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Wildlife Photographer of the Year: Conservation Looms Large

As ever, SEEN enjoyed the preview of this excellent exhibition on the 18th October at the Natural History Museum. Many beautiful and stunning images were captured by a growing body of enthusiastic, nay, obsessive photographers worldwide, some of whom were in attendance.

Most notably, the young winner Daniel Nelson with his image ‘The Good Life’ of a gorilla eating breadfruit (and looking uncannily human) and the overall winner Brent Stirton, whose sobering and tragic image of a dead, mutilated rhino – ‘Memorial to a Species’ – highlighted the perilous state of the rhino population in its native habitat. It’s fair to say that the human impact on nature was foregrounded in this year’s competition; it wasn’t all cute bear cubs and insect battles.

The good life © Daniel Nelson – Wildlife Photographer of the Year

Daniel spoke eloquently about his current travels by public transport across Africa with a backpack and a single camera, and the Brent Stirton spoke of his heartening faith in the young people in countries that currently are exploiting certain animal populations to extinction. As he said himself, when you have a child dying of a disease and someone convinces you that rhino horn will save them, it’s a hard narrative to resist.

‘Brent’s image highlights the urgent need for humanity to protect our planet and the species we share it with. The black rhino offers a sombre and challenging counterpart to the story of ‘Hope’ our blue whale. Like the critically endangered black rhinoceros, blue whales were once hunted to the brink of extinction, but humanity acted on a global scale to protect them. This shocking picture of an animal butchered for its horns is a call to action for us all.’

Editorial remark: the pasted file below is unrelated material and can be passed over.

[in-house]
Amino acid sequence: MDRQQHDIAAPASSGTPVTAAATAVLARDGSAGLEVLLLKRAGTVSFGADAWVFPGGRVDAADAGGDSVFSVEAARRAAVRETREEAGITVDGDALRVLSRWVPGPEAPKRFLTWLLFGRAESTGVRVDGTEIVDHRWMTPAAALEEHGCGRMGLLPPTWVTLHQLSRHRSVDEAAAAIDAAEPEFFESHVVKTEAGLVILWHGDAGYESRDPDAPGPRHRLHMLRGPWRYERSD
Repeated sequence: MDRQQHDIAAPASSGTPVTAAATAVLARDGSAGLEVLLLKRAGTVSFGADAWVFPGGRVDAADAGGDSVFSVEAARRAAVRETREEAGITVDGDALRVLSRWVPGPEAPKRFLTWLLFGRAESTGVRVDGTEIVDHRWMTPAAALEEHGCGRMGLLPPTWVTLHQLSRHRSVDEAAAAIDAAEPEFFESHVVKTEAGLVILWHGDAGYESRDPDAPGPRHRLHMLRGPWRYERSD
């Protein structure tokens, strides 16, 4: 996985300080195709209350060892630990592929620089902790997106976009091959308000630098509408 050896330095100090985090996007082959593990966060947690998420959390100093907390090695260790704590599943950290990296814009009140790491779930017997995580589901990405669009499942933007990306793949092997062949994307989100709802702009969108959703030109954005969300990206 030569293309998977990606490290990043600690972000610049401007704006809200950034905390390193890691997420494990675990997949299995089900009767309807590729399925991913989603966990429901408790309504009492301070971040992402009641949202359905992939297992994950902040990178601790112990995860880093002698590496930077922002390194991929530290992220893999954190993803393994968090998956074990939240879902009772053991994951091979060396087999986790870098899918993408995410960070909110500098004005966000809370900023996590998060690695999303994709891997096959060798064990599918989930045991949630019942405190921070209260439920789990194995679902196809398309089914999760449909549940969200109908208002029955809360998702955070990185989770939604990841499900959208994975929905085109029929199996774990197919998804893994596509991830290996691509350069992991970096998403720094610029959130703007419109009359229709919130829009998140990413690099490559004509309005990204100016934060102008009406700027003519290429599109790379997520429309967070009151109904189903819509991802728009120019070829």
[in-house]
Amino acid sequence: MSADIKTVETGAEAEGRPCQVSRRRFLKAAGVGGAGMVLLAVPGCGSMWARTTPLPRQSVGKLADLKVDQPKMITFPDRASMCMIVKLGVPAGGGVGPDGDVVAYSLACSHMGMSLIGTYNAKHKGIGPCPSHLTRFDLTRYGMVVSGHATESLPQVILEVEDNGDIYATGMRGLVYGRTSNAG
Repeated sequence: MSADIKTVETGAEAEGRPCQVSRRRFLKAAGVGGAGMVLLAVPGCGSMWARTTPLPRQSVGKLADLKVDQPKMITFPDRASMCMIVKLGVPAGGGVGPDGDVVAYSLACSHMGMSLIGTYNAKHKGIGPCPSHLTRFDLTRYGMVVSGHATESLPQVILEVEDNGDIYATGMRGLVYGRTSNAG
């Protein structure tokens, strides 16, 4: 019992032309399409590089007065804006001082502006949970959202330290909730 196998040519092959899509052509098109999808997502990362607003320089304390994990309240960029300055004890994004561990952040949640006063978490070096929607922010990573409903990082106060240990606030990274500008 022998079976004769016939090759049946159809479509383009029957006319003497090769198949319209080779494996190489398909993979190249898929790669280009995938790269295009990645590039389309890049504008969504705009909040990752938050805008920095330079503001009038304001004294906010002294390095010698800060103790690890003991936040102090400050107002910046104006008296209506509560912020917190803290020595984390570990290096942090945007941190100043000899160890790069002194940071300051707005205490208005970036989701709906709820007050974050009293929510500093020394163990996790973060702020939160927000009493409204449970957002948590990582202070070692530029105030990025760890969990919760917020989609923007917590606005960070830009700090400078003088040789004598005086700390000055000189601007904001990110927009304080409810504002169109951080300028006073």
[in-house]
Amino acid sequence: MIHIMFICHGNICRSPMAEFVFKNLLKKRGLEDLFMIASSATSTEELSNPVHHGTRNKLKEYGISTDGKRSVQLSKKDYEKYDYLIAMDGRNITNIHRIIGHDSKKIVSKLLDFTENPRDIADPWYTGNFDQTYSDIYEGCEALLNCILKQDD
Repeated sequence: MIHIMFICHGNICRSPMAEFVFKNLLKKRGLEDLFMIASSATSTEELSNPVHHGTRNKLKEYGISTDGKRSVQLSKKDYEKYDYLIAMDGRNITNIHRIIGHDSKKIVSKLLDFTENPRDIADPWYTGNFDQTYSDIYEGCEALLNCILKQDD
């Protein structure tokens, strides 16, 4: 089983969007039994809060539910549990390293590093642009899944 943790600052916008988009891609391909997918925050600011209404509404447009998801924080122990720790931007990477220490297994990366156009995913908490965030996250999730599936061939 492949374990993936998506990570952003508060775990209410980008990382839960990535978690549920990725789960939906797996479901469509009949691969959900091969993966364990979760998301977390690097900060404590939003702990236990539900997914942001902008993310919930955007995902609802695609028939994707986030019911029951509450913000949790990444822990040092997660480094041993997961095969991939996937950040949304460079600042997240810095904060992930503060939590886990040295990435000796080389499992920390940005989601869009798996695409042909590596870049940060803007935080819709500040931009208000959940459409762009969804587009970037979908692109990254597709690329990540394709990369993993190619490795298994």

Natural History Museum Director, Sir Michael Dixon

Memorial to a species © Brent Stirton – Wildlife Photographer of the Year

That said, there was plenty to enthrall and delight in the exhibition. You have to salute the ingenuity and steadfastness of the photographers; often lying in wait for hours or diving into freezing waters. The young photographers were very strongly represented and echo Stirton’s hope that future generations will act wisely upon their inheritance of a world that is dangerously close to the brink in terms of exploitation and deforestation. SEEN’s personal favourite was the gobsmacking picture of ‘The Ice Monster’ – an iceberg seen underwater by Laurent Ballesta.

The ice monster © Laurent Ballesta – Wildlife Photographer of the Year

‘I am passionate about communicating the incredible diversity and beauty of the natural world and inspiring people to become better custodians of our planet – as a global species we all need to take responsibility for and address the urgent challenges we face. Wildlife Photographer of the Year plays such an important role in inspiring and challenging our perceptions and priorities, which is why I’m incredibly honoured to have been part of this extraordinary competition for five years now – and I’ve been a fan of the exhibition for far longer than that. This year’s winning image conveys a powerful and disturbing message from a master storyteller, shining a light not only on a species being pushed to the brink of extinction, but also on the issues of human morality and compassion for the animals we share this planet with.’
Liz Bonnin, Science and Wildlife Presenter

The exhibition opens this Friday 20th October and closes on Monday 28th May. And for all you photographers out there, the next competition, #WPY54, opens for entries on Monday 23rd October. Get out there and start snapping.

Natural History Museum
Cromwell Road